Many Thunder Bay residents are getting a flu shot, as confirmed cases of the H1N1 influenza strain continue to rise in the city. 

Dr. David Williams

Thunder Bay District medical officer of health Dr. David Williams says the H1N1 flu strain is mostly affecting children five and under and adults between 18 and 65. (Supplied)

Thunder Bay District Health Unit medical officer of health Dr. David Williams said even though many doctors' offices were closed over the holidays, people went to local pharmacies to get the flu vaccine. 

"We did hear ... from one chain that they [had] ... 1,000 done and maybe more," he told CBC News.

Two pharmacies contacted by CBC News on Monday — a Shoppers Drug Mart store and Woit's Pharmacy — said the demand for flu vaccinations was high, and that they would continue to provide them in the weeks ahead. 

Last year, the Ontario government authorized pharmacists to administer the flu vaccine to adults and children five years of age and older. Younger children (six months and older) can receive the flu shot from doctors, nurse practitioners or the Thunder Bay District Health Unit. 

H1N1 flu cases in the Thunder Bay District by age groups (percentages approximate, as of January 6):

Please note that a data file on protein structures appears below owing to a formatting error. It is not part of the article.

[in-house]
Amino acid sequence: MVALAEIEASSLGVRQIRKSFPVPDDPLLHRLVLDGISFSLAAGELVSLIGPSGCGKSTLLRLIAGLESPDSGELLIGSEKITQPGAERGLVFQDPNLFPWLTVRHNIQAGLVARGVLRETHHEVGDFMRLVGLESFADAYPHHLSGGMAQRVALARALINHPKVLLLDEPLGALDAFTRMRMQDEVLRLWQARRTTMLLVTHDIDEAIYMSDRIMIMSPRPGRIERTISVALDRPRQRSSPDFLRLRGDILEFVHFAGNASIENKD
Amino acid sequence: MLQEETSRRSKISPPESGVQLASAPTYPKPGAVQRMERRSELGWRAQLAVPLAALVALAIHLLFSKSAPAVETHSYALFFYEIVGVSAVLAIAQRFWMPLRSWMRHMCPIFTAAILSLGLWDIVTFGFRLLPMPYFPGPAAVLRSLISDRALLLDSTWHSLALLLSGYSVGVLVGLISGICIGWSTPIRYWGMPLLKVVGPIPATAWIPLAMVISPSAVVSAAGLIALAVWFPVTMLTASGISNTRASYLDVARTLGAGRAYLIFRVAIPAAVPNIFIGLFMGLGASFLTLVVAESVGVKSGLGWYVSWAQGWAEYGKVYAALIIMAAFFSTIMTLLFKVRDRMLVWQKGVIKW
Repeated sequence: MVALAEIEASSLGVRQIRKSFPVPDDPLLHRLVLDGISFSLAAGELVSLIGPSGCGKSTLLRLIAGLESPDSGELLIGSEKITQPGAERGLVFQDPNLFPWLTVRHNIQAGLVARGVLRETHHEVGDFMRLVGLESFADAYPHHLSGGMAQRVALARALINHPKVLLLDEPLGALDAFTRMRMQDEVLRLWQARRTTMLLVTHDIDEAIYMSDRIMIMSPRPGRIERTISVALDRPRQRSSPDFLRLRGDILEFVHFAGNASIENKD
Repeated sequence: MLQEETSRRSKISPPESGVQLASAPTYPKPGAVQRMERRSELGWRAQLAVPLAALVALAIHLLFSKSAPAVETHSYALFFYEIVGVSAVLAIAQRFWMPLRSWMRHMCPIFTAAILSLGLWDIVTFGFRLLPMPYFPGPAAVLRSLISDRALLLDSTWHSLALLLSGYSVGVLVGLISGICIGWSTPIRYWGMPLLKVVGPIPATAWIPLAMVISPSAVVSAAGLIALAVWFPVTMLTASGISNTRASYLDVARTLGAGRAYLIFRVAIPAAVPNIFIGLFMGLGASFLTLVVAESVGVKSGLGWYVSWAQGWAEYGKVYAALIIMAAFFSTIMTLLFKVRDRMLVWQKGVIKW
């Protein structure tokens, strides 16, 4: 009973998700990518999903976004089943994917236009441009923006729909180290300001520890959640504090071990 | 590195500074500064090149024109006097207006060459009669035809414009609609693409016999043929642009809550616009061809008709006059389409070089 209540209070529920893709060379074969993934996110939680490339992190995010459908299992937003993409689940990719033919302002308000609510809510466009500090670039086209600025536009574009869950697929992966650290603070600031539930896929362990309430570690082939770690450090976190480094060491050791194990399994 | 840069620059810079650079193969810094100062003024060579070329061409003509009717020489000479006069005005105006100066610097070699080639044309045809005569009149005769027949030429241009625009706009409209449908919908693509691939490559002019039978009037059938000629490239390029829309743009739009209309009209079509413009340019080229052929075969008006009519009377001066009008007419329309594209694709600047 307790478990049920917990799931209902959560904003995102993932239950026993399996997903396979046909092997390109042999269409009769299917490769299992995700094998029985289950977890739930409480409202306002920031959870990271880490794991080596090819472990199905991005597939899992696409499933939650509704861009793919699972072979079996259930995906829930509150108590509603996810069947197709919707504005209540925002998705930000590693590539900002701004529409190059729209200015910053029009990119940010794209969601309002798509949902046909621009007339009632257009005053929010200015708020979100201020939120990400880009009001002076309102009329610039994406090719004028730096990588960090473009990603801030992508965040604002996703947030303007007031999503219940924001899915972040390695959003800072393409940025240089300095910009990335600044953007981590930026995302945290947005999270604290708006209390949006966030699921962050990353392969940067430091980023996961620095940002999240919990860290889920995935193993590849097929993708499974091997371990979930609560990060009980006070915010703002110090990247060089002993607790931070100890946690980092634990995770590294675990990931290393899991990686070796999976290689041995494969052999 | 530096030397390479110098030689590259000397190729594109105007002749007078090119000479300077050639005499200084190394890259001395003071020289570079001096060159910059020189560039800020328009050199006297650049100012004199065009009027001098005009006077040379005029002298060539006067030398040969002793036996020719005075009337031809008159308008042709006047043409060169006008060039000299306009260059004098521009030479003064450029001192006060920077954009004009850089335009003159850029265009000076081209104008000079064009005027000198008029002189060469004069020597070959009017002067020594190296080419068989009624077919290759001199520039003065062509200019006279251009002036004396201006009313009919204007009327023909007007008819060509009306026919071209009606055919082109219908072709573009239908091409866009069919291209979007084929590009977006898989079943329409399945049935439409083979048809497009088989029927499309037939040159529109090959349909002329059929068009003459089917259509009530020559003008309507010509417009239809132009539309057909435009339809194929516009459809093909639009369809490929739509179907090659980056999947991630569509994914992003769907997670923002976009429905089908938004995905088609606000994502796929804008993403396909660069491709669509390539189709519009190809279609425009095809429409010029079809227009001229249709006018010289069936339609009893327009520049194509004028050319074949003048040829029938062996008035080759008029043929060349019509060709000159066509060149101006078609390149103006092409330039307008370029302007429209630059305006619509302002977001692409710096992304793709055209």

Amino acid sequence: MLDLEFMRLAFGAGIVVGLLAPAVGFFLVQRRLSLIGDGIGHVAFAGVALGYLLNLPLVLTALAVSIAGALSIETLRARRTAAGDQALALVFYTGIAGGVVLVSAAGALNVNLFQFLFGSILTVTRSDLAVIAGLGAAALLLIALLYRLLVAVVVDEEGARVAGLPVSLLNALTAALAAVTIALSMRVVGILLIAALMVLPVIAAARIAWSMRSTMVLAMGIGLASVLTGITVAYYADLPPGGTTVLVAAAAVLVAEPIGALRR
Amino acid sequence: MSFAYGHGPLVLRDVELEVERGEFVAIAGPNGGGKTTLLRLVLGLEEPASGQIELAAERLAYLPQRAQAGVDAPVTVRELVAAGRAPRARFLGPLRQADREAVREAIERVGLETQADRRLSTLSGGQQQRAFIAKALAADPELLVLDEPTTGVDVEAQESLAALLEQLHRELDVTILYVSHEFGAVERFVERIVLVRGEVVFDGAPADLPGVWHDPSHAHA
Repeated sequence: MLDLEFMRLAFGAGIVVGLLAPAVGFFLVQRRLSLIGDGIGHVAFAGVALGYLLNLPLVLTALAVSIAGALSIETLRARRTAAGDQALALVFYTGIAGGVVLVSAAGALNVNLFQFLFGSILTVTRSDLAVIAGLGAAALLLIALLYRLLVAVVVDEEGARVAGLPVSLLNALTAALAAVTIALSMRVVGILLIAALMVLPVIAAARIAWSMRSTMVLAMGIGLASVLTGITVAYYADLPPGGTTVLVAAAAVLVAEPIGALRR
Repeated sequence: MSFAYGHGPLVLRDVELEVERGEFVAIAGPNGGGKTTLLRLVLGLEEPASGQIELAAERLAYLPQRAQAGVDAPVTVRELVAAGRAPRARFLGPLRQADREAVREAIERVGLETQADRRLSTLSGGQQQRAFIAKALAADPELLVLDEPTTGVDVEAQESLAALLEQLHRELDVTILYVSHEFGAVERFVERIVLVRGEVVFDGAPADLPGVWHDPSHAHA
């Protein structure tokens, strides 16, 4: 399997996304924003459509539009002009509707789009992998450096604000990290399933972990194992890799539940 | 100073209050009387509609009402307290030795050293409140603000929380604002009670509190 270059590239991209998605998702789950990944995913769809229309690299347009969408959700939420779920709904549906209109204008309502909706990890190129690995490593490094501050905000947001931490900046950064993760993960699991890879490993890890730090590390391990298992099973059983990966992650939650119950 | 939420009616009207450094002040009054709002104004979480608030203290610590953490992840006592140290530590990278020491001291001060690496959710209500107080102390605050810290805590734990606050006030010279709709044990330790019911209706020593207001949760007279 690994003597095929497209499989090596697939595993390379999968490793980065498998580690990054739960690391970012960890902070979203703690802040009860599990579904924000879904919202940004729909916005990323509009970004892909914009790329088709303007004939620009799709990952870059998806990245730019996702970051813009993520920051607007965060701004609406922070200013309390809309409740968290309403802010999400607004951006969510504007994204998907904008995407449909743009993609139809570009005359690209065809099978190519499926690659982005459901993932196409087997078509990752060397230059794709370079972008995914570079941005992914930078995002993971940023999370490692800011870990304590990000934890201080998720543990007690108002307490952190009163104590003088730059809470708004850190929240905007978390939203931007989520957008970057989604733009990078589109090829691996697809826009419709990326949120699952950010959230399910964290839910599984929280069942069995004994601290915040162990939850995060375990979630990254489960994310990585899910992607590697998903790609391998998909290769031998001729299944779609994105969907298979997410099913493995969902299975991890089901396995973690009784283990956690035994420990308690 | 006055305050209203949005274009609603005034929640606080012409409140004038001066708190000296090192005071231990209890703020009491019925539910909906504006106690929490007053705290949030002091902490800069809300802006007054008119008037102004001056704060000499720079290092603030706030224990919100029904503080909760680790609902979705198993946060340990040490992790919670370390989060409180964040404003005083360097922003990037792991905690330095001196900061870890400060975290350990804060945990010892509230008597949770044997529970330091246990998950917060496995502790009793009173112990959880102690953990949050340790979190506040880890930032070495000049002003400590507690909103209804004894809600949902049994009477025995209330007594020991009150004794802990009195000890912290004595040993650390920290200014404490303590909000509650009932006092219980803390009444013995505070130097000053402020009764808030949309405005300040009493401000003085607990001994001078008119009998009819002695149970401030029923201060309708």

Children aged 1-5 years: 36%

Adults aged 18 to 65: 35%

Seniors (65+): 12%

Children aged 6-17: 9%

Children aged 6 months - 1 year: 8%

Source: Dr.David Williams, Thunder Bay District Health Unit

As of Monday, there were 78 laboratory-confirmed H1N1 flu cases in the Thunder Bay district — 45 of them in the city, Williams said.That number was expected to increase as more lab results come in, he added.

Usually the elderly are especially vulnerable to flu, Williams said, but only 12 per cent of those affected by H1N1 in the Thunder Bay District are more than 65 years old.

"Normally in the flu season now, with all this activity, we would see a lot of outbreaks in our long-term care facilities. We're not seeing that right now."

Williams said that could be because seniors are keeping up with their vaccinations, or due to a stronger immunity observed among the elderly when the H1N1 strain struck in 2009-2010.

"A number of [seniors] were exposed [to H1N1] ... during the big outbreak back in 1957 and probably have a good memory immune system there."  

The majority of confirmed H1N1 cases in the Thunder Bay district right now are children under five years old and adults between 18 and 65 years old, Williams said.  

Two people have died.  

Williams emphasized that it's not too late for people to get their flu shots, and that people experiencing flu-like symptoms should seek medical treatment.